Salman Khan’s One World Schoolhouse is a brief summary of mass education, where it’s been, and where it ought to go. It would be difficult to find a more comprehensive, big-picture, and revolutionary argument on the subject. Luckily, Khan is engaging, insightful, and hilarious in his writing, and so the ideas in this book are very accessible. Altogether, The One World Schoolhouse stands as a great monument in modern education theory and a testament to the wonders of the Internet.
The author frames his survey with the story of his own novel education system, the Khan Academy, which consists in 3,000+ YouTube videos aimed at self-guided instruction from kindergarten up through to college-level courses. This story is fascinating in itself and provides yet another example of a brilliant mind making the most of modern technology.
But the real crux of this book comes in the education theory. As an organic result of his stint in school and his foray into tutoring, Khan developed a view of education that is at once commonsensical and utterly revolutionary. It started with a few basic observations: The education system as it stands is broken, these breaks are pervasive and endemic, and our proposed solutions are only making things worse.
Anyone who has been through school recently can relate: Classes that strip relevance from the subject matter and bore students, overwhelmed teachers, and a system that slows the gifted and incentivizes delinquency. What Khan discovered is that the current system is set up based on an outdated and outmoded framework and remains almost wholly due to inertia.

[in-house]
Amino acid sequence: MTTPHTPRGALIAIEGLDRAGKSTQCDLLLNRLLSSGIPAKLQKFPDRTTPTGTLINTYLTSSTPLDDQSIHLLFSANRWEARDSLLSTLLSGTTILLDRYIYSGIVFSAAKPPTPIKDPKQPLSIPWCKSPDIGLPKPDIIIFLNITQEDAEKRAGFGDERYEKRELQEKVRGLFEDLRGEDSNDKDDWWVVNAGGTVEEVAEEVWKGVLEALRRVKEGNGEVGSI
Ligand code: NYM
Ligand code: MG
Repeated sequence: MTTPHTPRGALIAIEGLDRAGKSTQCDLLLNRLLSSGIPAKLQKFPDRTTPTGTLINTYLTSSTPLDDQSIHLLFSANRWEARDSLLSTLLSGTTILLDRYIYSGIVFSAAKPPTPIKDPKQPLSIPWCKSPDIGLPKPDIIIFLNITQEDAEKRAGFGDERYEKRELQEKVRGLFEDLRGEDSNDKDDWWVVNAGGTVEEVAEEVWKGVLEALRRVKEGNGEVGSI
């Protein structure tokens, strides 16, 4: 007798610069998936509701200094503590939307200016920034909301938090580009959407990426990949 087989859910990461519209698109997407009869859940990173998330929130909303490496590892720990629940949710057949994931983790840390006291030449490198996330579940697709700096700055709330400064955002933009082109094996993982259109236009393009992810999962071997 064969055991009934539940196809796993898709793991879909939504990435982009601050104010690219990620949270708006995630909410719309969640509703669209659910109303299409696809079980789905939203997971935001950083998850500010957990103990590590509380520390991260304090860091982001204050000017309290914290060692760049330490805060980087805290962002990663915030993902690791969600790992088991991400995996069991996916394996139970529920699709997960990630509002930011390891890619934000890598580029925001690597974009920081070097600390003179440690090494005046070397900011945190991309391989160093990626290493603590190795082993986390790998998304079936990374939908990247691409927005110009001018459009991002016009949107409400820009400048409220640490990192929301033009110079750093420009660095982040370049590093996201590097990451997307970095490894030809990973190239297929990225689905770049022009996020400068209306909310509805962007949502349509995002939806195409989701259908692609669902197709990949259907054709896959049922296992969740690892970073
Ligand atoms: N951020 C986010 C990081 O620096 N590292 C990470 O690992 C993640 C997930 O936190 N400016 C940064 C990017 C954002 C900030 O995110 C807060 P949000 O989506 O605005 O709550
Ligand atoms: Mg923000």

His solutions are centered on technology and encourage the use of tutorials like those featured in his academy. Though he says that most are not new, this reader has not come across many of them. Two struck me as absolutely brilliant: Mastery Learning (ensuring 100% mastery of core concepts before moving on to the next subject) and flipping the school day (homework at school and lectures at home). These two alone, coupled with modern techne, constitute a revolution in education.
The reader will note that most of his writing is light and he doesn’t delve deeply into the admittedly murky concepts he touches on. One will pine for a more thorough understanding of the brain physiology of learning, the mechanics of testing, and the logistics of a school day. But, this book is not designed to get into all of that, and it doesn’t need to–it is magnificent as the high-level overview that it is. One will be thoroughly satisfied with having these ideas expressed at all, and even more so in such an engaging and entertaining way.
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